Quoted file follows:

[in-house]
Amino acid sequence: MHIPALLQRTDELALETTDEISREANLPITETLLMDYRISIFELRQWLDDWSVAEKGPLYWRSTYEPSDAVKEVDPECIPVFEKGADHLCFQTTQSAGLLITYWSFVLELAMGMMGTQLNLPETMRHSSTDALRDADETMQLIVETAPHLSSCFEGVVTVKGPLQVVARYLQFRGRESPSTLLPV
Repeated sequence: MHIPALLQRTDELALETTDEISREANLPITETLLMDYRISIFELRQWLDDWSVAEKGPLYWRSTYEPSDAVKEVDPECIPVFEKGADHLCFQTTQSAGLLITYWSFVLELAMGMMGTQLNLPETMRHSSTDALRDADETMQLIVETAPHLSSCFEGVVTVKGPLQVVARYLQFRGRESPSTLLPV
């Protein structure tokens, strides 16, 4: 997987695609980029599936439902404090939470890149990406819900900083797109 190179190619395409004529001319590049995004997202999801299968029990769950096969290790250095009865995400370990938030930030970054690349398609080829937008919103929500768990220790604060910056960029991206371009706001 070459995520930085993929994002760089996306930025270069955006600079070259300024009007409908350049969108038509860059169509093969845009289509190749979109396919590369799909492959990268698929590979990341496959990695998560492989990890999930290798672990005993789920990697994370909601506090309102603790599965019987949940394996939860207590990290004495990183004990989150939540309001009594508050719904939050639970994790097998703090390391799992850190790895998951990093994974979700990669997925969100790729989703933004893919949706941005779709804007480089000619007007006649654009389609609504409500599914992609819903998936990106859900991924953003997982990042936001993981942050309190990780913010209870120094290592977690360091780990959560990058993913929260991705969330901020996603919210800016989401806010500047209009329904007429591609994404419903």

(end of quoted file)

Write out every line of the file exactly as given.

[in-house]
Amino acid sequence: MHIPALLQRTDELALETTDEISREANLPITETLLMDYRISIFELRQWLDDWSVAEKGPLYWRSTYEPSDAVKEVDPECIPVFEKGADHLCFQTTQSAGLLITYWSFVLELAMGMMGTQLNLPETMRHSSTDALRDADETMQLIVETAPHLSSCFEGVVTVKGPLQVVARYLQFRGRESPSTLLPV
Repeated sequence: MHIPALLQRTDELALETTDEISREANLPITETLLMDYRISIFELRQWLDDWSVAEKGPLYWRSTYEPSDAVKEVDPECIPVFEKGADHLCFQTTQSAGLLITYWSFVLELAMGMMGTQLNLPETMRHSSTDALRDADETMQLIVETAPHLSSCFEGVVTVKGPLQVVARYLQFRGRESPSTLLPV
């Protein structure tokens, strides 16, 4: 997987695609980029599936439902404090939470890149990406819900900083797109 190179190619395409004529001319590049995004997202999801299968029990769950096969290790250095009865995400370990938030930030970054690349398609080829937008919103929500768990220790604060910056960029991206371009706001 070459995520930085993929994002760089996306930025270069955006600079070259300024009007409908350049969108038509860059169509093969845009289509190749979109396919590369799909492959990268698929590979990341496959990695998560492989990890999930290798672990005993789920990697994370909601506090309102603790599965019987949940394996939860207590990290004495990183004990989150939540309001009594508050719904939050639970994790097998703090390391799992850190790895998951990093994974979700990669997925969100790729989703933004893919949706941005779709804007480089000619007007006649654009389609609504409500599914992609819903998936990106859900991924953003997982990042936001993981942050309190990780913010209870120094290592977690360091780990959560990058993913929260991705969330901020996603919210800016989401806010500047209009329904007429591609994404419903």